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2008 Toyota Tundra TRD Off-Road Overland Build :: 46-Gallon Transfer Flow Fuel Tank Install

How many times have you passed a gas station wondering if you should turn back and top off the tank? Are you constantly curious about how much gas is actually remaining when the low fuel light illuminates? Have you looked at those gasoline-filled 2-liter Coke bottles in Mexico and pondered what the percentage of cola versus gas is? Range anxiety is real. After having the luxury of a long-range fuel tank in our 1990 Toyota Pickup and the ability to skip sketchy gas stations or drive hundreds of additional kilometers off-pavement, we knew installing a larger tank was a priority for our 2008 Toyota Tundra.

Our Tundra Double Cab weighs almost 6,000 pounds. With a 5.7-liter V8 gas engine turning 35-inch all terrains, it’s not surprising it has poor fuel economy. Combined with a small 26.4-gallon fuel tank, the range is about 500 kilometers. Fuel economy will only get worse as we add weight to the truck. Since we prefer not to carry additional jerry cans on the outside of the vehicle (the fewer bolt-ons, the better), we were on the hunt for a large-volume replacement tank.

In recent years, Toyota increased the size of the Tundra fuel tank to 38 gallons. Using a new genuine Toyota fuel tank was our first plan, but with the dreaded supply chain issues of 2021, we were forced to search for another option.

Eventually, we came across a Transfer Flow 46-gallon midship replacement tank (0800114225), and it was in stock! The high-capacity tank from Transfer Flow is made from 12-gauge aluminized steel, powder-coated satin black, and comes with all required mounting hardware. It sits high enough in the frame to eliminate the need for a skid plate and is backed by a six-year warranty. In the Tundra’s current configuration, the tank should increase our range to about 1,000 kilometers, eliminating the need for additional fuel cans. With greater range comes greater options. We’ll be able to drive a little farther on cheap fuel, bypass towns with expensive fuel, spend longer on meandering dirt roads, and avoid fuel that uses Coca-Cola as an additive.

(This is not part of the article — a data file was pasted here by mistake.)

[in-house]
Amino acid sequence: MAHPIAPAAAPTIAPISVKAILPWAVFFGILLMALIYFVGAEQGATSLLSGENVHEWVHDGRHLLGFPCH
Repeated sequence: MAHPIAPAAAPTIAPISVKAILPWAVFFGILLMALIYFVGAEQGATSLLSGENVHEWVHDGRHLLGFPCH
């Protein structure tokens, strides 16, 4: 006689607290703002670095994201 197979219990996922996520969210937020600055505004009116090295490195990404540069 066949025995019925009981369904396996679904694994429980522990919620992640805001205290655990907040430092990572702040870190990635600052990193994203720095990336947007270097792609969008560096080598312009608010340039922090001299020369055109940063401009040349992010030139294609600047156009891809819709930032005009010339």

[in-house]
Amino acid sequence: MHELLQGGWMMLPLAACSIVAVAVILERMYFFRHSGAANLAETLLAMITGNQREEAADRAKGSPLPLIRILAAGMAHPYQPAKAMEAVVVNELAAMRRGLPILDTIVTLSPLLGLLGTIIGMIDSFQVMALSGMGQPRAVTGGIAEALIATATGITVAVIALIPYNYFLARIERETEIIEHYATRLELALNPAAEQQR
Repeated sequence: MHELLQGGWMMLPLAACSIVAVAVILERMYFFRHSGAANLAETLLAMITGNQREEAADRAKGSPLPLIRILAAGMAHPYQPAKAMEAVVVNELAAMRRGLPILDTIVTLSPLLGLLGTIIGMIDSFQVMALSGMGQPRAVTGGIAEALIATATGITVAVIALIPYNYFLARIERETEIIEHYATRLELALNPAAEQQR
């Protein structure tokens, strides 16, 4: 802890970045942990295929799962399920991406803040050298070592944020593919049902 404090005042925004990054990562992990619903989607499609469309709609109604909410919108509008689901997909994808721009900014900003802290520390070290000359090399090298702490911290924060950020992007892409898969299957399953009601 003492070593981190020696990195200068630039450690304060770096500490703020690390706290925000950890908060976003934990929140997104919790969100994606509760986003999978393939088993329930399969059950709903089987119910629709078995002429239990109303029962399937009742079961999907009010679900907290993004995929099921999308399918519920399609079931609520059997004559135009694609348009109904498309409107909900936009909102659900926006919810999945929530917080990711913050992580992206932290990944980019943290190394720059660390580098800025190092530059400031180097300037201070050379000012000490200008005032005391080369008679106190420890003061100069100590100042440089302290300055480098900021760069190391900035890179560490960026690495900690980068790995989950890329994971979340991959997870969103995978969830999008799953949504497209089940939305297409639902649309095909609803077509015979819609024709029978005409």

Installation of the 46-gallon tank is a straightforward removal and replacement, especially if you pay attention to the very detailed instruction manual provided. Transfer Flow provides a charcoal canister (and all required hoses) which is added to the evaporative emission control system. We used the included straps and hardware to reinstall the new tank using the factory strap mounting points.


The only thing we did that was different than instructed was install a brand-new genuine Toyota fuel pump and sending unit (PN77020-0C082). Since our Tundra is 14 years old and has almost 200,000 kilometers, we thought it prudent to spend a little extra and use a new pump and fuel gauge sending unit for peace of mind.


The simplicity of the large replacement tank allows us to retain a factory fuel pump, sending unit, and hoses. I appreciate that it doesn’t take up space otherwise being used for something else (such as the spare tire), and it doesn’t require a separate tank and additional fuel pump, keeping plumbing and electrical nice and simple. The space within the chassis is now used for fuel, and we don’t need to add a roof rack or complicated bumper with swing-outs to accommodate jerry cans.


The two biggest downsides of the tank are cost and weight, especially when filled with 46 gallons of 87 octane. Unfortunately, when greater range is required, you have to carry fuel somewhere. A rear bumper with swing-outs can cost thousands of dollars and add even more weight to the truck. A roof rack and Rotopax are quite expensive as well. Since we don’t need a rear bumper (the Tundra will eventually get an aluminum flatbed) or roof rack, the long-range tank made perfect sense to us. Above all, the weight (and center of gravity) is kept as low as possible, right in the middle of the chassis.


Following a leak check, we found the least expensive fuel in town (thanks, Gas Buddy) and started paying off the Transfer Flow tank with the savings. Hopefully, one day in the near future, we can have a plug-in hybrid option that allows us to use less gasoline to travel the same range. But for now, this option works best for us based on the truck we own and the faraway lands we plan on traveling to.

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Read: 2008 Toyota Tundra TRD Off-Road Overland Build :: OME BP-51 Suspension Installation

Two years ago Richard Giordano completed a 48,800km overland journey from Vancouver, Canada to Buenos Aires, Argentina with his wife Ashley in their well-loved, but antiquated, 1990 Toyota Pickup. On the zig-zag route south they hiked craggy peaks in the Andes, discovered diverse cultures in 15 different countries, and filled their tummies with spicy ceviche, Baja fish tacos and Argentinian Malbec. You can usually find Richard behind a camera, behind the wheel, or behind his iPhone updating Instagram. Next up, you’ll find this Canadian-born couple exploring a different continent and sharing their trip every step of the way.